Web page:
Of Underdogs and Dogs
By Kamal Sunavala

It is strange how some things never quite go away, including bad habits. The world seems to have been quite unable to shake this particular one off. Badmouthing. Whether it be things or people or countries, this form of verbal bashing has not only sunk deeper into our psyches but seems to have taken on a literary life of its own. While I admit that it does produce a laugh now and then over some brandy and cigars, surely it would be folly to admit this habit into our lives and then wake up only too late to discover that the unwelcome guest has stayed forever. Without any attempt to confuse you further, let me elaborate.

Two decades ago or even as recent as seven or eight years ago, India had won the distinction of being laughed at by the international media. There were always reports of its poverty, slums, dirt, disease and poor table manners. Yes, people appreciated the great culture and beauty it had to offer but ask those very people to spend more than just a holiday in India and they would run straight out the door. India had got used to that bashing. Not that it didn’t give the world reason for it but it seemed that the balance was somehow always tipped in favour of cleaner, more advanced western countries, especially the US. Never mind that sixty years ago, when India was a young country, America was still busy trying to push her women out of the workplace and couldn’t quite figure out why native Americans should have any rights at all. Europe sat back and waited for India to fail. And for nearly fifty years took great delight in poking childish fun, every time India stumbled and fell and tried - almost in vain, it would seem - to stop its population from exploding in more ways than one.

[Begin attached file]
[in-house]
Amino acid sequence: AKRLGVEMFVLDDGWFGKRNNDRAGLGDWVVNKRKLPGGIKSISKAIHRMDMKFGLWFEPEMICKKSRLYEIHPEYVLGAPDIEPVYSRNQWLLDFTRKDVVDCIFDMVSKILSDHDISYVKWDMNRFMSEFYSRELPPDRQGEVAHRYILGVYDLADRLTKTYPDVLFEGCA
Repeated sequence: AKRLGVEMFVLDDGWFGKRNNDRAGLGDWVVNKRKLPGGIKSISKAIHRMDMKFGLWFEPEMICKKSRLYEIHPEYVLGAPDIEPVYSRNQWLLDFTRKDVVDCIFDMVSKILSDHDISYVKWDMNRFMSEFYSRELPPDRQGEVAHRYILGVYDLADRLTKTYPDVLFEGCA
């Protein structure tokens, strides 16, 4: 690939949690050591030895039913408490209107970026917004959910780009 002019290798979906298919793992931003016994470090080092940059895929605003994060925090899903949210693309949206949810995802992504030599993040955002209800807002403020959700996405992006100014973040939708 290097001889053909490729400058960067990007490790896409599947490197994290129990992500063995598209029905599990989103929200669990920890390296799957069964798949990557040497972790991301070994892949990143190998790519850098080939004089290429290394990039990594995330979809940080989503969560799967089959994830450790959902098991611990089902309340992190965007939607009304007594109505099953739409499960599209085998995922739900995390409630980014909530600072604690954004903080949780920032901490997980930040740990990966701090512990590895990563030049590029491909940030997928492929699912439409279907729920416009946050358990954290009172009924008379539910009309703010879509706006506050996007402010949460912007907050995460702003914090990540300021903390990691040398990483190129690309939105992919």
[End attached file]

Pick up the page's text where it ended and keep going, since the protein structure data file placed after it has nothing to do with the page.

Something I read in the Times of India today made me sit up and remember all this. On one of the inside pages, at the bottom, was a small article from a Czech news agency which this grand paper chose to print - Man hides out from police for five years by living under mother’s kitchen floor. I read it over and over. From all the things that are happening in the Czech Republic, large and small, good and great, this is the one piece of non-news that made it to an international paper read by millions of people in at least three countries around the world. And this brought me to remember, that for a while now, I had seen similar pieces of news being carried out in other papers as well. Things to make the Czech Republic look smaller than it really was. In size and significance. A young fledgling country being told that it was so unimportant that it was ridiculous. People living under kitchen floors, parents who couldn’t speak English, a country that treated its gypsies badly and the list goes on and on. The world had found another underdog to kick in the ribs.

India was off that underdog list now since it had fought and scratched its way up the ladder and into the board rooms of the steel and iron and uranium giants of the world. Suddenly it wasn’t wise to blacken the editorial pages with India’s poverty. Instead it would be better to talk about grand Indian weddings where even Bill Clinton was a guest. It would be better to talk about how Indian Yoga had changed the world. The puppy had turned into a fierce dog and there was no sense in trying to kick it anymore.

I want to give the new underdog a message. It takes a while to grow up and be the darling of the pack. Bite, scratch and fight. This isn’t a world of people filled with good manners and generosity. And most certainly not to be expected from countries who change their opinions and their headlines without so much as the blink of an eye. The irony of course, most definitely will lie in the fact, that when the Czech underdog becomes a dog, it will not think twice before kicking the next one in line.